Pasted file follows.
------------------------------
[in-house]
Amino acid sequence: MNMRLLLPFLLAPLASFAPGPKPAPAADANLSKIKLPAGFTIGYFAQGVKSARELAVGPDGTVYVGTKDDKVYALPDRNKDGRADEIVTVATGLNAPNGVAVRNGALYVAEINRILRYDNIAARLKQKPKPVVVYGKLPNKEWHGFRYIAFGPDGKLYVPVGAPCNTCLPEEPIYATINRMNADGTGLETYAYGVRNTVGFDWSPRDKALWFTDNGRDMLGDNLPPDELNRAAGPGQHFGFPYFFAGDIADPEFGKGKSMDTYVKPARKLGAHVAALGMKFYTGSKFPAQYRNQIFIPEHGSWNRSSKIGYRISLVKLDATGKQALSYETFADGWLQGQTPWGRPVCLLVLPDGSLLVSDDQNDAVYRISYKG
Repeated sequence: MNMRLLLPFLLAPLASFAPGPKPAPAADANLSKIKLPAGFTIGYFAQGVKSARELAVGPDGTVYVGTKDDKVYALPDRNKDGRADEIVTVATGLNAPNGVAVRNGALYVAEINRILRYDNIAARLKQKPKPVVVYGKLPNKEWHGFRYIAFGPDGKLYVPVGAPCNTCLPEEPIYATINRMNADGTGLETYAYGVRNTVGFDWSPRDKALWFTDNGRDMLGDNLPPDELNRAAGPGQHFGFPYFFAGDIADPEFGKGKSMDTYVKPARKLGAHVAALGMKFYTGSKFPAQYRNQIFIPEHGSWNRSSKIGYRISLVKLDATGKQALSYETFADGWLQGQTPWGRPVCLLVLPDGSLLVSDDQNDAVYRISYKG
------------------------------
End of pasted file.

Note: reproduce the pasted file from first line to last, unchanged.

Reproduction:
[in-house]
Amino acid sequence: MNMRLLLPFLLAPLASFAPGPKPAPAADANLSKIKLPAGFTIGYFAQGVKSARELAVGPDGTVYVGTKDDKVYALPDRNKDGRADEIVTVATGLNAPNGVAVRNGALYVAEINRILRYDNIAARLKQKPKPVVVYGKLPNKEWHGFRYIAFGPDGKLYVPVGAPCNTCLPEEPIYATINRMNADGTGLETYAYGVRNTVGFDWSPRDKALWFTDNGRDMLGDNLPPDELNRAAGPGQHFGFPYFFAGDIADPEFGKGKSMDTYVKPARKLGAHVAALGMKFYTGSKFPAQYRNQIFIPEHGSWNRSSKIGYRISLVKLDATGKQALSYETFADGWLQGQTPWGRPVCLLVLPDGSLLVSDDQNDAVYRISYKG
Repeated sequence: MNMRLLLPFLLAPLASFAPGPKPAPAADANLSKIKLPAGFTIGYFAQGVKSARELAVGPDGTVYVGTKDDKVYALPDRNKDGRADEIVTVATGLNAPNGVAVRNGALYVAEINRILRYDNIAARLKQKPKPVVVYGKLPNKEWHGFRYIAFGPDGKLYVPVGAPCNTCLPEEPIYATINRMNADGTGLETYAYGVRNTVGFDWSPRDKALWFTDNGRDMLGDNLPPDELNRAAGPGQHFGFPYFFAGDIADPEFGKGKSMDTYVKPARKLGAHVAALGMKFYTGSKFPAQYRNQIFIPEHGSWNRSSKIGYRISLVKLDATGKQALSYETFADGWLQGQTPWGRPVCLLVLPDGSLLVSDDQNDAVYRISYKG